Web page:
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Cyclone survivors’ horror tales

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Rudo Mukwada of Chimanimani showing off what’s left of her belongings after the cyclone-induced floods at Ngangu business centre

BY Everson Mushava / Tapiwa Zivira

Rudo Mukwada of Ngangu township in Chimanimani is a heartbroken woman.

As a nurse at a local clinic, she took it upon herself to help fellow residents when Cyclone Idai rainstorms began to flood houses on the night of March 15.

“Our house had a strong stone-built perimeter wall, so when the water was now flooding others’ homes, mine appeared safe as water was being blocked by the perimeter wall,” she said.

Spurred by the instinct to save lives as prescribed by her profession, she knocked on all her neighbours’ doors, asking them to take shelter behind the wall at her house.

“They heeded my call and together we stood outside my house. After about 45 minutes, we heard strange noises and before I knew it, I was being swept away. The water had breached my perimeter wall.”

Mukwada made it out, having been saved by an island downstream, but 10 of the people she was with at her house did not.

“Five bodies were recovered near where we were standing, but five are still missing,” she said, close to tears and pointing towards a ditch in front of her house where the bodies were dug out.

A strong stench is all over the area, and Mukwada says it could be of some of the bodies that are yet to be recovered.

“It breaks my heart. I had thought I was doing this to save lives, yet in the end, they all died.”

All she wishes for now is to leave her recently-completedd house and relocate to another place.

“I am currently living at the clinic, and I cannot come back here. This place now haunts me.”

She is not alone. Many tried to save people, but ended up with heartbreaks.

A Ngangu resident explained how some people had sacrifised their lives to help others. He described how his neighbour, a Mr Samhiri, was swept away while trying to render help to another victim who had been injured.

“Some people were rescuing others who were trapped in their homes. For example, Mr Samhiri and a fellow resident were attempting to take someone who was injured and tried to cross a flooded river. He was just washed away. Maybe he hit a rock or something hard and then he just died. His body was recovered and was buried.”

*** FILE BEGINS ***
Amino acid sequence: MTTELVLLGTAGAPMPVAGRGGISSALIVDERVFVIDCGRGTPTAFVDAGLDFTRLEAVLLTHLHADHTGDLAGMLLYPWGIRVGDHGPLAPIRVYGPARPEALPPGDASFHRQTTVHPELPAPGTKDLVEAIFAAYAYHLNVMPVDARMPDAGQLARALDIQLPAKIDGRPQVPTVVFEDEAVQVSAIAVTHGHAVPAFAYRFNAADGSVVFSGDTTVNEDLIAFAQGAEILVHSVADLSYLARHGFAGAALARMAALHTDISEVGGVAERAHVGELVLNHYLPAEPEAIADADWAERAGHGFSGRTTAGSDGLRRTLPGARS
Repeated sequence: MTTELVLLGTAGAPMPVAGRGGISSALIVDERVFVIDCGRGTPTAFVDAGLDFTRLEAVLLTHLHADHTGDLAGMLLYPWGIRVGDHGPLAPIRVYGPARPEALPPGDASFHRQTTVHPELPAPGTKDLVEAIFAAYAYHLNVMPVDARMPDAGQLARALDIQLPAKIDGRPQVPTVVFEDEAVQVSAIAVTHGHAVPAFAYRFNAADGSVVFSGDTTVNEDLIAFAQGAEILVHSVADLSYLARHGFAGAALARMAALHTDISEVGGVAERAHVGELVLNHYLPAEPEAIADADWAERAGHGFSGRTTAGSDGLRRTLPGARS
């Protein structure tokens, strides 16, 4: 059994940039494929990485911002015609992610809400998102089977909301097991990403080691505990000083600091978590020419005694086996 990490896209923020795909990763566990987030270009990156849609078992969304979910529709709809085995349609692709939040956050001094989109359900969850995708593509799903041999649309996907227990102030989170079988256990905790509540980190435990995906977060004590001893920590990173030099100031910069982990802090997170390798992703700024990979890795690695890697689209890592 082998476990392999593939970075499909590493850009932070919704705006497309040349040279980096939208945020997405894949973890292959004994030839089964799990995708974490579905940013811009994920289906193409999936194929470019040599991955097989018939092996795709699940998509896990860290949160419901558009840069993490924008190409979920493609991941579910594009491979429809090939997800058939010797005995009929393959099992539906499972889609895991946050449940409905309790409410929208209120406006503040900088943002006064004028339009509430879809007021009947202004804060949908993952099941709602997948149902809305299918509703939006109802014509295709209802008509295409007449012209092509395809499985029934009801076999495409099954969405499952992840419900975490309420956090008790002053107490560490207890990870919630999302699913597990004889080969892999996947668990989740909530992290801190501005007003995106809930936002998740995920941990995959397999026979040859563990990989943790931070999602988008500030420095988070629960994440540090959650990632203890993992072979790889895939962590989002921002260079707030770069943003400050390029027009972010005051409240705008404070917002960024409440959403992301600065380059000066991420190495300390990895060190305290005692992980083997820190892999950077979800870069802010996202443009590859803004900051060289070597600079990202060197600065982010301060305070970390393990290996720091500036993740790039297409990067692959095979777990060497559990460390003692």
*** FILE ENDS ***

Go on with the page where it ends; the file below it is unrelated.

Sithole added: “There was also this builder called Stephen. Together with others, he was helping people who were trapped in their homes. He was also washed away by the floods. His body was recovered and was buried. These are some of the people who sacrificed their lives for others.

“Most people who died were trying to rescue others. People were their own heroes here before the military arrived. Even after, people took a lead in recovering bodies and they are still doing the same.”

A heroic Tatenda Muzhambi (25), a yet to be employed qualified teacher, narrated how he helped some members of his family, including his wife, who had given up on life after they were hit by a massive mudslide while taking cover inside the verandah of a neighbour’s house.

“We were about seven in that verandah. A mudslide came and then another one. We were almost submerged. I rushed to rescue my mother. She was heavy and I had difficulties, but eventually I managed to lift her to safety.

“I did the same for my wife who was almost submerged. I tried and she was saying I should just let her die, but with a lot of energy, I pulled her out and the other three to safety.

“But before I rescued them, I was stuck in mud up to knee level. I was holding my baby. I continued to raise him and gave him to a woman who had come from another house. I turned amd saw my brother stuck in the mud and pulled him out. The woman who took my child threw him in the mud while trying to climb to the rooftop. My brother, who I had rescued, took my child and rushed to the nearest house that was at a high place for safety.

“I dont know where the energy I used to rescue other people came from. We all later took refuge at the neighbour’s house where we bathed my baby and wrapped him in a warm piece of cloth. It was horrible, but I lost two cousin sisters, Memory and Faith Mabindu. We have been looking for them for the last seven days.”

Kopa had its own heroes and heroines. Some residents narrated how some men had used ropes to rescue trapped friends and relatives until a kombi that was being washed away hit the rope, breaking it and forcing all those clinging to it to drown.

Majiva Magweva explained how a man braved the floods with a rope tied to his waist to get to the tree she and two other women had been patched for almost 24 hours, naked after being washed away by the floods.

“He tied the rope on each one of us and were were dragged to safety. Just after we were rescued, the tree waas washed away by the floods,” Magweva narrated.

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